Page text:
So how do we do this as a regression?

\(y_{i} = \sum x_{ij} \beta_{j} + \epsilon\)

all.teams <- sort(unique(teams))
y <- with(matches, Home.Points-Away.Points)

X0 <- as_tibble(matrix(0,nrow(matches),length(all.teams)))
names(X0) <- all.teams

for(mtrx in all.teams) {
  X0[[mtrx]] <- 1*(matches$Home.Team==mtrx) - 1*(matches$Away.Team==mtrx)
X <- X0[,names(X0) != "Carlton"]

linearmodel <- lm(y ~ 0 + ., data=X)
##                   Estimate Std. Error    t value     Pr(>|t|)
## Adelaide         48.061201   10.08678  4.7647734 3.747107e-06
## `Brisbane Lions` -9.127578   10.37399 -0.8798521 3.800509e-01
## Collingwood      19.240427   10.38167  1.8533074 6.538887e-02
## Essendon         20.508245   10.06377  2.0378301 4.295321e-02
## Footscray        15.920944   10.39112  1.5321677 1.271444e-01
## Fremantle        -4.472357   10.38228 -0.4307685 6.671250e-01
linearmodelratings[with(linearmodelratings, order(-Estimate)), ]
##                    Estimate Std. Error    t value     Pr(>|t|)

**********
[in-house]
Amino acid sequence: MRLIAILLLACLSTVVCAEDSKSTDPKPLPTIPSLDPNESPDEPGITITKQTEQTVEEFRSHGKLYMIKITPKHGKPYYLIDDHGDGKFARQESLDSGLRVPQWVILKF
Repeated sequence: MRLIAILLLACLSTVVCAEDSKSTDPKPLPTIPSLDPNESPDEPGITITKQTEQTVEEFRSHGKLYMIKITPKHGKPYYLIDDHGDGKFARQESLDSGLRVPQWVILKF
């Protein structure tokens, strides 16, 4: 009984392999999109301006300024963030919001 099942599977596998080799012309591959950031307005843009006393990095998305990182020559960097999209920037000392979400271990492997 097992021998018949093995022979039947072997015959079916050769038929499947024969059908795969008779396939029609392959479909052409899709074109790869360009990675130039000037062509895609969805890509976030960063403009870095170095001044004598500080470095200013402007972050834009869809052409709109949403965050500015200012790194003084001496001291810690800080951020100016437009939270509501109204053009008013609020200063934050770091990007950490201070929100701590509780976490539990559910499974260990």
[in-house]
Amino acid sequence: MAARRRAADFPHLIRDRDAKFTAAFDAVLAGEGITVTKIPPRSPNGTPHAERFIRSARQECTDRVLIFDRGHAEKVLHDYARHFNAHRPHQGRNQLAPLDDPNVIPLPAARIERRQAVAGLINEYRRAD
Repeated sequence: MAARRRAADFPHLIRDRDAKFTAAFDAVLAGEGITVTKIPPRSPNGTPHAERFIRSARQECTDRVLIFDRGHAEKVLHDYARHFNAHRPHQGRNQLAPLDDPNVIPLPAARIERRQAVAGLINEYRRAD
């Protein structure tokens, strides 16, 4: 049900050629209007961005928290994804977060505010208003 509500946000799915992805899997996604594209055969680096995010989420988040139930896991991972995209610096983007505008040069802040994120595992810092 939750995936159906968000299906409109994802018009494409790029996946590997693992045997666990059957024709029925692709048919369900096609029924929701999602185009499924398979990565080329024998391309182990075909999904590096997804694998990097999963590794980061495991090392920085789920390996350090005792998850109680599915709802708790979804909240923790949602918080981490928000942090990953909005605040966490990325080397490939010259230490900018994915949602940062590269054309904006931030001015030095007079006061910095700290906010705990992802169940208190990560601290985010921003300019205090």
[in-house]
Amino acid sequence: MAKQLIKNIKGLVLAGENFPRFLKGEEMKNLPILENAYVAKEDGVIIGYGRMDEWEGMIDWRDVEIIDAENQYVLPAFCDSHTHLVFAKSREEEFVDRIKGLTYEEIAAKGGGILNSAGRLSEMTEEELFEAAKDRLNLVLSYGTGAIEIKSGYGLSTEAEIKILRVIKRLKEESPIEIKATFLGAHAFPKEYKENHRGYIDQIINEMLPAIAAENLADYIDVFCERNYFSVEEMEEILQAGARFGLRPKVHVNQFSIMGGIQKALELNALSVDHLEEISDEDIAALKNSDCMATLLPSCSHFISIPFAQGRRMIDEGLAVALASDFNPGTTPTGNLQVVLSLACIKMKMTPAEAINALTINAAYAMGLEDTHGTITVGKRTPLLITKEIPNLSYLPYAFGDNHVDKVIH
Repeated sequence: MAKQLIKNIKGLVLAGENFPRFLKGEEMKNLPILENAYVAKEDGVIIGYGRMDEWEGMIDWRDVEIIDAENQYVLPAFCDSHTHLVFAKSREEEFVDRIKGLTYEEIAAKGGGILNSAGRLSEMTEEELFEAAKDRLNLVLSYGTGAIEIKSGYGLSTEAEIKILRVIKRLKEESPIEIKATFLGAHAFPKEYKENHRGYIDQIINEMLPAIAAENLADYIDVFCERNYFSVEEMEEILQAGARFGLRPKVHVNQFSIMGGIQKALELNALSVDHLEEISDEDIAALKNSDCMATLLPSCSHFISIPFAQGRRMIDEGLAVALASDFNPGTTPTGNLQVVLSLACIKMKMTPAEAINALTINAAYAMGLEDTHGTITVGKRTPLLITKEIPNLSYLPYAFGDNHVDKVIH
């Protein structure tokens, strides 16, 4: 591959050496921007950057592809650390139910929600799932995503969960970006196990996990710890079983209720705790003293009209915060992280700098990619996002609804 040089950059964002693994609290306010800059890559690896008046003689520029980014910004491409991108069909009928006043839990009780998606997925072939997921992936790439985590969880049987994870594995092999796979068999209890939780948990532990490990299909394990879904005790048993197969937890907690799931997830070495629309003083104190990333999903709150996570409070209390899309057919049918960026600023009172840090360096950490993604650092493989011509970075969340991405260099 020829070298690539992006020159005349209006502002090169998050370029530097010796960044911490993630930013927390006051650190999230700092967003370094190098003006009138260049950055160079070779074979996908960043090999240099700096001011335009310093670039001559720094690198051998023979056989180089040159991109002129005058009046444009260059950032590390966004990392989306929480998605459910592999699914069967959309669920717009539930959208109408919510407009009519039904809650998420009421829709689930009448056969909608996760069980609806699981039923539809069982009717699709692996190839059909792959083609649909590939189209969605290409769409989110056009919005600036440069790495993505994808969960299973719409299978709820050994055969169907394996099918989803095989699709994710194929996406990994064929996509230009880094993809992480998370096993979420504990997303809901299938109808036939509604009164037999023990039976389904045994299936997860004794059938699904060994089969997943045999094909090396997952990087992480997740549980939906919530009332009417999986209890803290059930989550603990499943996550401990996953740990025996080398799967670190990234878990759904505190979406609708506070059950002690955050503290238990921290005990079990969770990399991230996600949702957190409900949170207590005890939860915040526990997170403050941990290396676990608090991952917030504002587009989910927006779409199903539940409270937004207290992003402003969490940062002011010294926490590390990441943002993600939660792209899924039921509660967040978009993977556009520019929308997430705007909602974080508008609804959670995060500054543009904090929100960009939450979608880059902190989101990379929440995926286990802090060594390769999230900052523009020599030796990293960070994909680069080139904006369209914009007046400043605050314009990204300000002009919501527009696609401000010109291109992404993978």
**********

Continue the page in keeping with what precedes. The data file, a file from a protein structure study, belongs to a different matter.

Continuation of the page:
## Adelaide          48.061201  10.086776  4.7647734 3.747107e-06
## `Port Adelaide`   38.558691  10.293608  3.7458868 2.382649e-04
## Sydney            36.554207   9.972891  3.6653571 3.204001e-04
## Richmond          35.677314   9.902028  3.6030311 4.015994e-04
## GWS               32.594485  10.096762  3.2282115 1.467452e-03
## Geelong           31.789616  10.095630  3.1488492 1.903952e-03
## Melbourne         22.859720  10.171242  2.2474856 2.575873e-02
## `West Coast`      21.917010  10.210958  2.1464207 3.310749e-02
## Essendon          20.508245  10.063766  2.0378301 4.295321e-02
## Collingwood       19.240427  10.381671  1.8533074 6.538887e-02
## `St Kilda`        17.228341  10.373975  1.6607271 9.841758e-02
## Footscray         15.920944  10.391124  1.5321677 1.271444e-01
## Hawthorn          11.871564  10.381808  1.1434967 2.542711e-01
## `North Melbourne`  4.301616  10.382199  0.4143261 6.791027e-01
## Fremantle         -4.472357  10.382276 -0.4307685 6.671250e-01
## `Gold Coast`      -7.541466  10.172218 -0.7413788 4.593792e-01
## `Brisbane Lions`  -9.127578  10.373991 -0.8798521 3.800509e-01